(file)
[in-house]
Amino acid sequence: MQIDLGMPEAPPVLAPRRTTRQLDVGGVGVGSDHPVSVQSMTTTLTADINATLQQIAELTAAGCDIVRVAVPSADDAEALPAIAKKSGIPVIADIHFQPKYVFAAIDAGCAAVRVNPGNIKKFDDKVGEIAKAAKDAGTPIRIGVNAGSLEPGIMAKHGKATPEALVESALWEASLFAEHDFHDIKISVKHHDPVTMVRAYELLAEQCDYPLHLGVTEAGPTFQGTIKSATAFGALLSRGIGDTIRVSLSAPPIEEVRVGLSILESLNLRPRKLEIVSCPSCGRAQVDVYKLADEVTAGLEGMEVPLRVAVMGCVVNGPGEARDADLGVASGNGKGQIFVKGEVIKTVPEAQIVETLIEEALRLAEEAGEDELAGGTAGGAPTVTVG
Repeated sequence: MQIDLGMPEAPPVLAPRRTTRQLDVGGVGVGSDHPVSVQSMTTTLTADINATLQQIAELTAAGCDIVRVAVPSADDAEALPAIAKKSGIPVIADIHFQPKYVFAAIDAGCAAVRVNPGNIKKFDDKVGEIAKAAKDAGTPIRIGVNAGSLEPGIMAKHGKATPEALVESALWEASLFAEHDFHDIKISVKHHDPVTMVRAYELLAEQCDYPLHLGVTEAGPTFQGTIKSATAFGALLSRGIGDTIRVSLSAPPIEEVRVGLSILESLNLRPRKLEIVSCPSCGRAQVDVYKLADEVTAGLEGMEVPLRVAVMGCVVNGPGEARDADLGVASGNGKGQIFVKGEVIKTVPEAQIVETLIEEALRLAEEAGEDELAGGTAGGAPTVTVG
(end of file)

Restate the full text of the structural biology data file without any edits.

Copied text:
[in-house]
Amino acid sequence: MQIDLGMPEAPPVLAPRRTTRQLDVGGVGVGSDHPVSVQSMTTTLTADINATLQQIAELTAAGCDIVRVAVPSADDAEALPAIAKKSGIPVIADIHFQPKYVFAAIDAGCAAVRVNPGNIKKFDDKVGEIAKAAKDAGTPIRIGVNAGSLEPGIMAKHGKATPEALVESALWEASLFAEHDFHDIKISVKHHDPVTMVRAYELLAEQCDYPLHLGVTEAGPTFQGTIKSATAFGALLSRGIGDTIRVSLSAPPIEEVRVGLSILESLNLRPRKLEIVSCPSCGRAQVDVYKLADEVTAGLEGMEVPLRVAVMGCVVNGPGEARDADLGVASGNGKGQIFVKGEVIKTVPEAQIVETLIEEALRLAEEAGEDELAGGTAGGAPTVTVG
Repeated sequence: MQIDLGMPEAPPVLAPRRTTRQLDVGGVGVGSDHPVSVQSMTTTLTADINATLQQIAELTAAGCDIVRVAVPSADDAEALPAIAKKSGIPVIADIHFQPKYVFAAIDAGCAAVRVNPGNIKKFDDKVGEIAKAAKDAGTPIRIGVNAGSLEPGIMAKHGKATPEALVESALWEASLFAEHDFHDIKISVKHHDPVTMVRAYELLAEQCDYPLHLGVTEAGPTFQGTIKSATAFGALLSRGIGDTIRVSLSAPPIEEVRVGLSILESLNLRPRKLEIVSCPSCGRAQVDVYKLADEVTAGLEGMEVPLRVAVMGCVVNGPGEARDADLGVASGNGKGQIFVKGEVIKTVPEAQIVETLIEEALRLAEEAGEDELAGGTAGGAPTVTVG